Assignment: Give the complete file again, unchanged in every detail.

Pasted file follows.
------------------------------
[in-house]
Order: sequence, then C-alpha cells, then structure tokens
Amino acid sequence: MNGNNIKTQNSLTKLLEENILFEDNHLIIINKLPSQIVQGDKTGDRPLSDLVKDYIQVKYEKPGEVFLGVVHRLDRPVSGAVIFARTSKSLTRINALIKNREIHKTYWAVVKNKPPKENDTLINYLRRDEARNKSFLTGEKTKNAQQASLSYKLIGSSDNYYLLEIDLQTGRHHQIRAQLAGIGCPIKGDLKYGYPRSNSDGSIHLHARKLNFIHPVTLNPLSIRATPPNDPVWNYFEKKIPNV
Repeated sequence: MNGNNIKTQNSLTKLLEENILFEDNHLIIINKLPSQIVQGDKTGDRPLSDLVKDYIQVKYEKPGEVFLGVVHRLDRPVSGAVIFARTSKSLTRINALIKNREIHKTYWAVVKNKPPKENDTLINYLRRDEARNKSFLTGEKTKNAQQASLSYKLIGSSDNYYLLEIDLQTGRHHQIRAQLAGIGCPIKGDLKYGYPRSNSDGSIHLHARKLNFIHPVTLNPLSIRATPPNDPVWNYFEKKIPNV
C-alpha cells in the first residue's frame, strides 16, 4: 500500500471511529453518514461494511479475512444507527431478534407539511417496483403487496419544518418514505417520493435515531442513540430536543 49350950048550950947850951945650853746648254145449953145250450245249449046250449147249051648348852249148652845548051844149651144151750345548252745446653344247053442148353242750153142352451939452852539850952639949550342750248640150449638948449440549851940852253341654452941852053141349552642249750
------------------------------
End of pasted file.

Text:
[in-house]
Order: sequence, then C-alpha cells, then structure tokens
Amino acid sequence: MNGNNIKTQNSLTKLLEENILFEDNHLIIINKLPSQIVQGDKTGDRPLSDLVKDYIQVKYEKPGEVFLGVVHRLDRPVSGAVIFARTSKSLTRINALIKNREIHKTYWAVVKNKPPKENDTLINYLRRDEARNKSFLTGEKTKNAQQASLSYKLIGSSDNYYLLEIDLQTGRHHQIRAQLAGIGCPIKGDLKYGYPRSNSDGSIHLHARKLNFIHPVTLNPLSIRATPPNDPVWNYFEKKIPNV
Repeated sequence: MNGNNIKTQNSLTKLLEENILFEDNHLIIINKLPSQIVQGDKTGDRPLSDLVKDYIQVKYEKPGEVFLGVVHRLDRPVSGAVIFARTSKSLTRINALIKNREIHKTYWAVVKNKPPKENDTLINYLRRDEARNKSFLTGEKTKNAQQASLSYKLIGSSDNYYLLEIDLQTGRHHQIRAQLAGIGCPIKGDLKYGYPRSNSDGSIHLHARKLNFIHPVTLNPLSIRATPPNDPVWNYFEKKIPNV
C-alpha cells in the first residue's frame, strides 16, 4: 500500500471511529453518514461494511479475512444507527431478534407539511417496483403487496419544518418514505417520493435515531442513540430536543 49350950048550950947850951945650853746648254145449953145250450245249449046250449147249051648348852249148652845548051844149651144151750345548252745446653344247053442148353242750153142352451939452852539850952639949550342750248640150449638948449440549851940852253341654452941852053141349552642249750